Are you stuck writing your CV? Here’s what not to include

When preparing your CV (curriculum vitae) or resume, it’s essential to provide relevant and accurate information that showcases your skills, qualifications and experiences. However, there are certain things you should avoid including on your CV.

Here are some examples:

Personal information

While it’s important to include your contact details, such as your name, phone number and email address, avoid including sensitive personal information like your marital status, date of birth or religious affiliation. These details are not relevant to your professional qualifications and may lead to potential bias or discrimination.

Irrelevant work experience

Focus on highlighting the work experiences that are directly relevant to the position you are applying for. If you have a long work history, it’s not necessary to include every job you’ve ever had. Instead, prioritise experiences that demonstrate skills and accomplishments related to the desired role.

Unrelated hobbies and interests

Including hobbies and interests can sometimes be valuable to demonstrate your personality or community involvement. However, avoid listing hobbies that are unrelated to the job or don’t provide any additional value. For example, mentioning “watching TV/Netflix” or “shopping” may not contribute positively to your application.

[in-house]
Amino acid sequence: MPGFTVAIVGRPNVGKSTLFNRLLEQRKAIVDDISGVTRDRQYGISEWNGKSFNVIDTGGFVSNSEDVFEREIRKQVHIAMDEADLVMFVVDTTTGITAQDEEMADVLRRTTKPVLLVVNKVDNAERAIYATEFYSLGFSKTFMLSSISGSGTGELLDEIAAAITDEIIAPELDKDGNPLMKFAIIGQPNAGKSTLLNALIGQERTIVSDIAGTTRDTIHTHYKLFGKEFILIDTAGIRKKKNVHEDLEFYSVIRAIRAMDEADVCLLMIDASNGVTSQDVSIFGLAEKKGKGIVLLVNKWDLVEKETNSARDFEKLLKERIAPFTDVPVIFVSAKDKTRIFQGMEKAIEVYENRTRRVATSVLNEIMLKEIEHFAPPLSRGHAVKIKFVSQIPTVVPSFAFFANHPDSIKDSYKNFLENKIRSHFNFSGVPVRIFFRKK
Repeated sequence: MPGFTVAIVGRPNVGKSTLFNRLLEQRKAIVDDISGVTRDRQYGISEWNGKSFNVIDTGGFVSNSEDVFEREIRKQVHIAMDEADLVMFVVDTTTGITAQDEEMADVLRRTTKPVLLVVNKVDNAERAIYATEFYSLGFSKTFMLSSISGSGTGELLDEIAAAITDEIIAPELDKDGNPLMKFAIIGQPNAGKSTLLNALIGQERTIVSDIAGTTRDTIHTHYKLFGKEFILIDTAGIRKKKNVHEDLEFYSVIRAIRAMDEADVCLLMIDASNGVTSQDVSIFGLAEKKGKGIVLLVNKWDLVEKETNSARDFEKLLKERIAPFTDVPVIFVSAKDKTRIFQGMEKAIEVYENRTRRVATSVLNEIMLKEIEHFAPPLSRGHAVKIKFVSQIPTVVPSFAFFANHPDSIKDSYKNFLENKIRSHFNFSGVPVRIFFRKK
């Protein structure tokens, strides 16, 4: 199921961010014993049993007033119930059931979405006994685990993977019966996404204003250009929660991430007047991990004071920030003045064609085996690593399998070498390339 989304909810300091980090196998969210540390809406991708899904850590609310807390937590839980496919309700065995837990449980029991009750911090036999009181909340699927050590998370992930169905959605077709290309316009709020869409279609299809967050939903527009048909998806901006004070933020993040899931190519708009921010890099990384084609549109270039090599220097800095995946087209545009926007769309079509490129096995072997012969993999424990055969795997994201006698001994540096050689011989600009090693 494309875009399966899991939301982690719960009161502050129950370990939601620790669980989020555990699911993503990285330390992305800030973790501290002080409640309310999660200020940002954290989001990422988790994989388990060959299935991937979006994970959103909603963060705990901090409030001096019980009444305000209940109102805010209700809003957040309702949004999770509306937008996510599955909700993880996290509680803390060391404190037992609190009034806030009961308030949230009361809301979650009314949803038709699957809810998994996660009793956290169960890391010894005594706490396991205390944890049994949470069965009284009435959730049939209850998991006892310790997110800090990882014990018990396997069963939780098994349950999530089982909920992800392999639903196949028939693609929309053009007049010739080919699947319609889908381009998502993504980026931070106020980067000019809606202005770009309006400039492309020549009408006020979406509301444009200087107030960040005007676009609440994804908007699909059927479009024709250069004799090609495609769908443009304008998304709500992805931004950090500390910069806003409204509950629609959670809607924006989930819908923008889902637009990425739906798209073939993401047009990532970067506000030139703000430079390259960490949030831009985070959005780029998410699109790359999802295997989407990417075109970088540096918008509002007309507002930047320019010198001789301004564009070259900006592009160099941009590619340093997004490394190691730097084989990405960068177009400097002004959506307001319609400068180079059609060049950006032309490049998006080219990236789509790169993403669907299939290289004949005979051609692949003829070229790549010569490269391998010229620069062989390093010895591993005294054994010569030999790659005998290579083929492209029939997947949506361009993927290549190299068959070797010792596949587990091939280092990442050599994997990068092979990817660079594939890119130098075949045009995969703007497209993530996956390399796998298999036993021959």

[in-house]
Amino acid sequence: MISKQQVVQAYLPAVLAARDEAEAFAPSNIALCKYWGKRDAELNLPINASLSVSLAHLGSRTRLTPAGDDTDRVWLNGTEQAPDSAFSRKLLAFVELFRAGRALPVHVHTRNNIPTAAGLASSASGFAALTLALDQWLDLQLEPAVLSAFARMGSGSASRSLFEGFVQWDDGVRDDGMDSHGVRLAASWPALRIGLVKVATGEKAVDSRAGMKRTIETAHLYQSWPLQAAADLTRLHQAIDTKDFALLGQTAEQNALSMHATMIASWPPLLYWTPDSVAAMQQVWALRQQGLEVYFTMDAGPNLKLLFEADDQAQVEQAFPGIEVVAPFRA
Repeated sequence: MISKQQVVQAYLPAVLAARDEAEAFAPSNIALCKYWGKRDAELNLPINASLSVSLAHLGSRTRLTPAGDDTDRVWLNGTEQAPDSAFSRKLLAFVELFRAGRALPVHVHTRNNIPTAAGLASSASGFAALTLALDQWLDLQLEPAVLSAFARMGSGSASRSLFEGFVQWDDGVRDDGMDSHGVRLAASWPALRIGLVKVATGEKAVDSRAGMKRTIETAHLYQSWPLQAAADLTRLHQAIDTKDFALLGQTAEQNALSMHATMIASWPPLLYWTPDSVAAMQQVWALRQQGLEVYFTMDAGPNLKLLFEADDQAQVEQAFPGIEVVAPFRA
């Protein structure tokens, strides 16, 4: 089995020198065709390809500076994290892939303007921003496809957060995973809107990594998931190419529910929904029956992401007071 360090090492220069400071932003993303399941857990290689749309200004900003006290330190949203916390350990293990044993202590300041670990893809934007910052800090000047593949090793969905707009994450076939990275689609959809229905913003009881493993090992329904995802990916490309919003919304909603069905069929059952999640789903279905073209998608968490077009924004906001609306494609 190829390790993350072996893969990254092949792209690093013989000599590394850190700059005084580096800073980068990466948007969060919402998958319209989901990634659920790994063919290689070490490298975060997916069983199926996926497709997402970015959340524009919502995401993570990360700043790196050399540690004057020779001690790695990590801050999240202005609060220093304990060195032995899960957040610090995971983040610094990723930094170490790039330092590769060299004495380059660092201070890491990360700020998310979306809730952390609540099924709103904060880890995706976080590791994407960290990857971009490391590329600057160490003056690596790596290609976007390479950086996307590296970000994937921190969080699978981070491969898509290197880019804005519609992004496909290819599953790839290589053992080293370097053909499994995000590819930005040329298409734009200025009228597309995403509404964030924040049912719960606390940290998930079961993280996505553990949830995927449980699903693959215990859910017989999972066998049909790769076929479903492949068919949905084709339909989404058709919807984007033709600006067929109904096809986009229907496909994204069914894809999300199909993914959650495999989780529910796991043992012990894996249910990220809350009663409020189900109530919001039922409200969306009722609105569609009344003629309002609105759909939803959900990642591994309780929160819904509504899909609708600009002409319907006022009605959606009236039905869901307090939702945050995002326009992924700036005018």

Negative experiences or failures

It’s generally not recommended to include negative experiences, failures or conflicts on your CV. The purpose of your CV is to present your qualifications and achievements in a positive light. Save any discussions about challenges or setbacks for a job interview where you can provide context and demonstrate your ability to overcome obstacles.

Unprofessional email addresses

Ensure that your email address is professional and appropriate for a job application. Avoid using email addresses that include nicknames, humorous phrases or references that may not reflect well on you. Instead, use a simple and straightforward email address based on your name.

Unrelated references

Including references on your CV is optional, but if you choose to do so, ensure they are relevant to your professional background. Ideally, references should be individuals who can speak to your skills, work ethic and accomplishments in a work-related context. Personal references, such as family members or close friends, are generally not appropriate.

Salary expectations or requirements

Your CV is not the place to discuss salary expectations or requirements. These discussions are more appropriate during the later stages of the hiring process, such as in a job interview or salary negotiation.

The goal of your CV is to present a clear and concise overview of your qualifications and experiences that make you a strong candidate for a specific role. Tailor your CV to the job you’re applying for, highlighting relevant skills and accomplishments and omitting information that is unnecessary or potentially detrimental to your application.

Good luck!

Further reads…

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